How to better understand violent conflict and atrocity prevention: Mapping evaluation evidence inclusively
Since Integrity’s inception, our work has focussed on supporting clients by delivering effective programming in challenging contexts. Therefore, this year’s UK Evaluation Society (UKES) Conference theme, ‘Rising to challenges – how can our discipline respond to important policy and practice on key societal issues’, resonated with our presenters Ada Sonnenfeld, Head of Fragility and Violent Conflict, and Nick Moore, Senior Expert, MEL (right). They presented on Integrity’s forthcoming Evidence and Gap Map (EGM) of conflict and atrocity prevention (CAP).
What is an Evidence and Gap Map (EGM)?
EGMs are thematic collections of impact evaluations and systematic reviews that measure the effects of policies and programmes. They present a visual summary of studies in terms of the interventions evaluated and outcomes sought. This evidence is mapped onto an interactive visual grid-framework. EGMs are produced by systematically searching, screening, and analysing literature using recognised international best practices. An EGM is an important tool for getting relevant and credible evidence into the hands of policy makers and programmers. Finished EGMs led by Nick and Ada can be found here and here.
Why a Conflict and Atrocity prevention (CAP) EGM ?
In association with Integrity and the London School of Hygiene and Tropical Medicine, the Global Development Network was commissioned by the FCDO to identify and map evidence of the effects of conflict and atrocity prevention (CAP) interventions. After a relatively peaceful period from the mid-1990s, there has been an increase in armed conflicts globally since 2011. The FCDO has made commitments to help countries escape cycles of conflict and violence, underpinned through developing its understanding of what works.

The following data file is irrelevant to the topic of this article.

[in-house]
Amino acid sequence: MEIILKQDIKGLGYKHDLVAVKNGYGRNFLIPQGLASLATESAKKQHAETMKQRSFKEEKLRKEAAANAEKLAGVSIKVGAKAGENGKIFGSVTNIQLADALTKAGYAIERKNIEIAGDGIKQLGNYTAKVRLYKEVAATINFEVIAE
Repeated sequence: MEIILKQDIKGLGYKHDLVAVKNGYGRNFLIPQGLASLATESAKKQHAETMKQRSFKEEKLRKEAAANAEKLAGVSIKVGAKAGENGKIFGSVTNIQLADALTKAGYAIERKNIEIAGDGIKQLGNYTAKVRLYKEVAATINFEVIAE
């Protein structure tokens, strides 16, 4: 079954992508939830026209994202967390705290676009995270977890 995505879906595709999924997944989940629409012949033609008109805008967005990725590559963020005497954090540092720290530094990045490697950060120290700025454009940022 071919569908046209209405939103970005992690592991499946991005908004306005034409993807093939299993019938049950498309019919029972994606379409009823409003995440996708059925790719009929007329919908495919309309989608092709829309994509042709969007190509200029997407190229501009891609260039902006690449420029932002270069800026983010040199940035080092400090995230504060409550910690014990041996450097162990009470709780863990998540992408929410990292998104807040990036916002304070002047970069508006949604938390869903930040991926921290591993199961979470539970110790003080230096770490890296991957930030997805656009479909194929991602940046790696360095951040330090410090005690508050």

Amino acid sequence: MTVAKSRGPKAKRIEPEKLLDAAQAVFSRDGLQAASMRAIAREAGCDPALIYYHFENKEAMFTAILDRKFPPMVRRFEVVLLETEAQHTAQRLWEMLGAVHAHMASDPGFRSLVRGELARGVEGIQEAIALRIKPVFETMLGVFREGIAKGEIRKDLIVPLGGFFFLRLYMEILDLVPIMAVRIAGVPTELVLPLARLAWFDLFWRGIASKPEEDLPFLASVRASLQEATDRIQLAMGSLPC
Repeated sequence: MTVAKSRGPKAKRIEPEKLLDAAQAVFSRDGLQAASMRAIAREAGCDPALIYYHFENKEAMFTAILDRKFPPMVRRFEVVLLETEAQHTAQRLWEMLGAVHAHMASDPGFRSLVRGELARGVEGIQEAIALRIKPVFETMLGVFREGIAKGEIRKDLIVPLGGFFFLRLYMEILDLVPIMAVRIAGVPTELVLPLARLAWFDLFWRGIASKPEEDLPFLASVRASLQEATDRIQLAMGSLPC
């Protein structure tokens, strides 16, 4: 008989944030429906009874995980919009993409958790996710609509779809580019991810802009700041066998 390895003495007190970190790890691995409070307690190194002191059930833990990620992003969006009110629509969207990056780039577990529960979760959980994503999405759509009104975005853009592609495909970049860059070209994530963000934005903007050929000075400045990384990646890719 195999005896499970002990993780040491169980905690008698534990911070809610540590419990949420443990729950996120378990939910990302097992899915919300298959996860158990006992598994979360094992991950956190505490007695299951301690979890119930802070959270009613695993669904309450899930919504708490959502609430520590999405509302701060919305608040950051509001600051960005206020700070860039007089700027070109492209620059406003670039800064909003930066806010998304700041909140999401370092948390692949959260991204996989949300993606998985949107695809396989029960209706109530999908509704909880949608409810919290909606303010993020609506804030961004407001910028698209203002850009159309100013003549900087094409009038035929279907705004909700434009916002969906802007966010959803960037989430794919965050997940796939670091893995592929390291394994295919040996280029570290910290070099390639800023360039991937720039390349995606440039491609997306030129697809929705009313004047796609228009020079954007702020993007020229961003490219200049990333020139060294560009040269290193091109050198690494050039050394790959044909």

Our CAP EGM approach
Integrity led the development of the EGM’s conceptual framework (the grid of interventions and outcomes) and advised on analysis, while our partners delivered the EGM, which will be published later this year. We screened over 40,000 studies and identified over 450 to include in the map. To develop the conceptual framework, we reviewed key literature and consulted with experts. We then supported the team to search and screen academic and grey literature, extract study data, and analyse the distribution of the evidence base. At UKES, we shared three key points from this experience for discussion.